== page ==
Train hero Spencer Stone released from hospital week after stabbing
October 16, 2015
WASHINGTON – U.S. Airman Spencer Stone was released Thursday from a California hospital, a week after he was stabbed three times in a fight outside a Sacramento bar.
The 23-year-old airman first class, one of the three young Americans hailed as a hero after stopping a heavily armed gunman in August from opening fire on a Paris-bound train, expressed his appreciation for the care he received during his hospital stay.
“Thanks very much to the first responders and the team here at UC Davis Medical Center for taking such good care of me,” Stone said in a prepared statement distributed by the hospital. “Thanks, also, to my amazing family and friends for their love and support. And, thanks to everyone who has sent encouragement during this challenging time.”
Stone, of Carmichael, Calif., was stabbed multiple times in his upper body during the fight that took place at about 12:45 a.m. on Oct. 8 near 21st and K streets. The altercation was captured on grainy surveillance video posted to YouTube and appears to show Stone fighting off a handful of attackers.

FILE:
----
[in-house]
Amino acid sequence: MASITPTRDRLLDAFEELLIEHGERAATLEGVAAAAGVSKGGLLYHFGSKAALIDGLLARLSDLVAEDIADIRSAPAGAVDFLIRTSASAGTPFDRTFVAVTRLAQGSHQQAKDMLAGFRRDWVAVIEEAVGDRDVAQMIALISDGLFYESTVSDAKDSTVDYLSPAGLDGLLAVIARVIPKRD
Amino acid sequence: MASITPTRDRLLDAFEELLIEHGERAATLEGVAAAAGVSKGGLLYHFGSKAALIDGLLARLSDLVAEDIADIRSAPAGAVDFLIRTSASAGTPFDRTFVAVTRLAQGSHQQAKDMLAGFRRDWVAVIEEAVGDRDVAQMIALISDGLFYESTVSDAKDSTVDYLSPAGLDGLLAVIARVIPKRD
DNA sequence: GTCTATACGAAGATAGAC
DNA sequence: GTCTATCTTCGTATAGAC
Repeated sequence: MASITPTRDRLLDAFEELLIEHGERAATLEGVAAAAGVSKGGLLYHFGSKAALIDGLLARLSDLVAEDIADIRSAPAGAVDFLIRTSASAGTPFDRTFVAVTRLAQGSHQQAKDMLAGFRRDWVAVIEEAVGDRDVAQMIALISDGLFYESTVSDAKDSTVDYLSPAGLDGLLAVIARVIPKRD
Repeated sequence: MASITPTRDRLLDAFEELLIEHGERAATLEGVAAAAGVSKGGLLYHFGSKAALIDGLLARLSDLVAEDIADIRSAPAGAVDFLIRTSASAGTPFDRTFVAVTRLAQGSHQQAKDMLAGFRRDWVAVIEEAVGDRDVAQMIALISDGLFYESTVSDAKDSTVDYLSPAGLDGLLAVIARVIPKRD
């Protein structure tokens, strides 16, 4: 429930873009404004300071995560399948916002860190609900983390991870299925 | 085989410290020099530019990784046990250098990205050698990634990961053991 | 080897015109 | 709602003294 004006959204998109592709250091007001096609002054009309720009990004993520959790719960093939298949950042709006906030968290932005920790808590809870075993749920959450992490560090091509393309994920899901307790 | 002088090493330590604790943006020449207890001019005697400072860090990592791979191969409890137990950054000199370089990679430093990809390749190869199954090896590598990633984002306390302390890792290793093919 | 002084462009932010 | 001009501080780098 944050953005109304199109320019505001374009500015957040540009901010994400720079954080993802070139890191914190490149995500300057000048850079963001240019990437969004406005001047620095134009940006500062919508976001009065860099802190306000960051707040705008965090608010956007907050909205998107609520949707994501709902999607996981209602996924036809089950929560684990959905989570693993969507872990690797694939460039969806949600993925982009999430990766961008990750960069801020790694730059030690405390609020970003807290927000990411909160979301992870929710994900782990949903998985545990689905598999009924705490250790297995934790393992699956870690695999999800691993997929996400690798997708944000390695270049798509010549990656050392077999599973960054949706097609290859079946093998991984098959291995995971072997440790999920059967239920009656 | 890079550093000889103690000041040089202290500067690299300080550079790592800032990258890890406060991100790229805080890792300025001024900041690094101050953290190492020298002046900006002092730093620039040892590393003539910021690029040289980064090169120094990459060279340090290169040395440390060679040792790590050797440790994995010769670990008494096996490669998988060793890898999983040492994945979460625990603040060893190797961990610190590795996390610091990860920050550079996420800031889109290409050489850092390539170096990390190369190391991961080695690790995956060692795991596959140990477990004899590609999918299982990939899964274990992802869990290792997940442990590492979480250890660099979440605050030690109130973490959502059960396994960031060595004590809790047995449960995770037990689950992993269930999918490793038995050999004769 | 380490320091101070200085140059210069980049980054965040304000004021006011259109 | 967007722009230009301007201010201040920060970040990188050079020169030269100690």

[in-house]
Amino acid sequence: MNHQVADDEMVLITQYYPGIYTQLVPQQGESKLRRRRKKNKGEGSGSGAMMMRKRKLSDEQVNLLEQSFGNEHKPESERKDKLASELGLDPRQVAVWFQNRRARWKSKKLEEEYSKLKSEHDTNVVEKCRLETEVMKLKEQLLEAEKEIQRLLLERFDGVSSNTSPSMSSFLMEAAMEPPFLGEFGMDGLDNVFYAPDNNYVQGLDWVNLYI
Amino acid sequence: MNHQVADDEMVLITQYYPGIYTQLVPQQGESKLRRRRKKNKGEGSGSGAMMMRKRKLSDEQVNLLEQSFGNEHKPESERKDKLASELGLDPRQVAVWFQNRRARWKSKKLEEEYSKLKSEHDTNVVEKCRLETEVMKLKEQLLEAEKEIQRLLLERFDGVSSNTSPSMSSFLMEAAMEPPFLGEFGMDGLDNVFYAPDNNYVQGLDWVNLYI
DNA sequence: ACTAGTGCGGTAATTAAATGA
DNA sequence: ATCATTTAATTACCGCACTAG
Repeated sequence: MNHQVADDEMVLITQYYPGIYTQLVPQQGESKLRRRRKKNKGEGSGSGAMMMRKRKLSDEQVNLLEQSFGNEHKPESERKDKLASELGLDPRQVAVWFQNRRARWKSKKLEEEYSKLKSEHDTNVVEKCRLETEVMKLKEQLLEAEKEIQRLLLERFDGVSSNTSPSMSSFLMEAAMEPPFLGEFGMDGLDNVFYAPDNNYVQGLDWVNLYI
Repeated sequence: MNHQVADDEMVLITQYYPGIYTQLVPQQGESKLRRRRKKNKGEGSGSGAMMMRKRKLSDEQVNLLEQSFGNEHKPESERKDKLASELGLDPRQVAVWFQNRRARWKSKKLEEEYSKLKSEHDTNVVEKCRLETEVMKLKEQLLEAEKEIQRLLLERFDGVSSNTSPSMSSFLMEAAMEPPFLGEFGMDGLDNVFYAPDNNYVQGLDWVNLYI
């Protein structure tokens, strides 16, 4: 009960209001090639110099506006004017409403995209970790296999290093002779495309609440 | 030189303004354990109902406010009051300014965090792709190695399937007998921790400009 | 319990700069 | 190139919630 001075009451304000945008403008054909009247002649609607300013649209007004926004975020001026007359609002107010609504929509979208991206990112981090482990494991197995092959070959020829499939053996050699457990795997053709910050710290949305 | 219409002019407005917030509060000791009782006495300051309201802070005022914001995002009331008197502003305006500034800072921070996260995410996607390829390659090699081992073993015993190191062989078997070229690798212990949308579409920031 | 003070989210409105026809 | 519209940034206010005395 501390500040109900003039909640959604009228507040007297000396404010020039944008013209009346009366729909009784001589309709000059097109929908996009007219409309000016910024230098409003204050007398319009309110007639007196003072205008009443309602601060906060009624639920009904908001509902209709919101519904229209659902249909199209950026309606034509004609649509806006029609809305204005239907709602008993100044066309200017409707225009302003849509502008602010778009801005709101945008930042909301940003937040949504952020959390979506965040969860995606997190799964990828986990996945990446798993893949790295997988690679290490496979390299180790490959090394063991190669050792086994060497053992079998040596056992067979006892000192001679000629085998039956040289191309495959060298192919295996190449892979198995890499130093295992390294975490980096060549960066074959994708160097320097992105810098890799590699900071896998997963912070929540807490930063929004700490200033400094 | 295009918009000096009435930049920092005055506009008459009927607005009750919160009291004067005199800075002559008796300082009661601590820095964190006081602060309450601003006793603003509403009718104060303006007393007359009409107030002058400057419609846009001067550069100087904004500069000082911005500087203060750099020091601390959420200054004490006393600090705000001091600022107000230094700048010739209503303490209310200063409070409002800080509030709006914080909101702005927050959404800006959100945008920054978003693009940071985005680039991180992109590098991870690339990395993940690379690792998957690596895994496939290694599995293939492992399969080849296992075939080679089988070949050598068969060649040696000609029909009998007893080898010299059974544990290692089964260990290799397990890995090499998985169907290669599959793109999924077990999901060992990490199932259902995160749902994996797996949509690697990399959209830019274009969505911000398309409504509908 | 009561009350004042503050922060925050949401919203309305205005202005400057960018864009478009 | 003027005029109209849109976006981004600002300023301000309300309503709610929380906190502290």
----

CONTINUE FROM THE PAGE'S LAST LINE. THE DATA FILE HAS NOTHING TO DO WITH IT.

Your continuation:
His wounds required emergency surgery at UC Davis Medical Center. Sacramento police said the incident remains unsolved.
An Air Force spokesman last week said Stone would be provided ample time to recover and consult with medical professionals to determine when he will return to work.
Stone’s mother, Joyce Eskel, expressed her appreciation for the support her son has received and asked for the media to respect her family’s privacy.
“We’ve been overwhelmed by the support from our family and friends, the Sacramento area, the Air Force, and people around the world,” Eskel said in the hospital statement. “Thank you all.”
In August, Stone and two of his childhood friends -- Army Spc. Alek Skarlatos and college student Anthony Sadler – were vacationing in Europe when they took down a gunman with ties to Islamic extremism and thwarted a terrorist attack. Stone suffered a cut thumb and other injuries in stopping the train attack. He was later honored by the French government and at the Pentagon for his actions, receiving the Purple Heart medal and the Airman’s medal, the Air Force’s top honor for non-combat valor.
Police said they are continuing their search for a pair of suspects in the incident. Ken Bernard, deputy chief for the Sacramento police, had described the suspects as “two male Asian adults … wearing white T-shirts and blue jeans.” They fled the scene in a 2009-2012 dark-colored Toyota Camry, he said.